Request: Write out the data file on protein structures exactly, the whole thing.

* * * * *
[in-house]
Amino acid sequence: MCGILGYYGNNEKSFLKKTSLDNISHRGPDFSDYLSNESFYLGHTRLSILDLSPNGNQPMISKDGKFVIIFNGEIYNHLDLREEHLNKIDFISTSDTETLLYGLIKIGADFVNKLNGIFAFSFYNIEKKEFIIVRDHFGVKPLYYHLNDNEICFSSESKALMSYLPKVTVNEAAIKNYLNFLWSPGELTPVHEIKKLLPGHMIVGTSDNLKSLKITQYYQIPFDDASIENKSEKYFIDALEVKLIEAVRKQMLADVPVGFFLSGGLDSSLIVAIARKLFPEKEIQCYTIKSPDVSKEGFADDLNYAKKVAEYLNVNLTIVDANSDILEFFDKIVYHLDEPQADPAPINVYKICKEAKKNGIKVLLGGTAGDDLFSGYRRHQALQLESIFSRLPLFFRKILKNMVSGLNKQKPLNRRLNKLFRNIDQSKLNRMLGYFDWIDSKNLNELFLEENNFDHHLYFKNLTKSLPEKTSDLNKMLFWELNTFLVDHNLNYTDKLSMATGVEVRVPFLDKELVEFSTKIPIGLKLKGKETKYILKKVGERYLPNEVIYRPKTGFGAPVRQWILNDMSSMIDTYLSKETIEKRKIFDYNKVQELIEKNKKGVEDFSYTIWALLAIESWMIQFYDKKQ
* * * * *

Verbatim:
[in-house]
Amino acid sequence: MCGILGYYGNNEKSFLKKTSLDNISHRGPDFSDYLSNESFYLGHTRLSILDLSPNGNQPMISKDGKFVIIFNGEIYNHLDLREEHLNKIDFISTSDTETLLYGLIKIGADFVNKLNGIFAFSFYNIEKKEFIIVRDHFGVKPLYYHLNDNEICFSSESKALMSYLPKVTVNEAAIKNYLNFLWSPGELTPVHEIKKLLPGHMIVGTSDNLKSLKITQYYQIPFDDASIENKSEKYFIDALEVKLIEAVRKQMLADVPVGFFLSGGLDSSLIVAIARKLFPEKEIQCYTIKSPDVSKEGFADDLNYAKKVAEYLNVNLTIVDANSDILEFFDKIVYHLDEPQADPAPINVYKICKEAKKNGIKVLLGGTAGDDLFSGYRRHQALQLESIFSRLPLFFRKILKNMVSGLNKQKPLNRRLNKLFRNIDQSKLNRMLGYFDWIDSKNLNELFLEENNFDHHLYFKNLTKSLPEKTSDLNKMLFWELNTFLVDHNLNYTDKLSMATGVEVRVPFLDKELVEFSTKIPIGLKLKGKETKYILKKVGERYLPNEVIYRPKTGFGAPVRQWILNDMSSMIDTYLSKETIEKRKIFDYNKVQELIEKNKKGVEDFSYTIWALLAIESWMIQFYDKKQ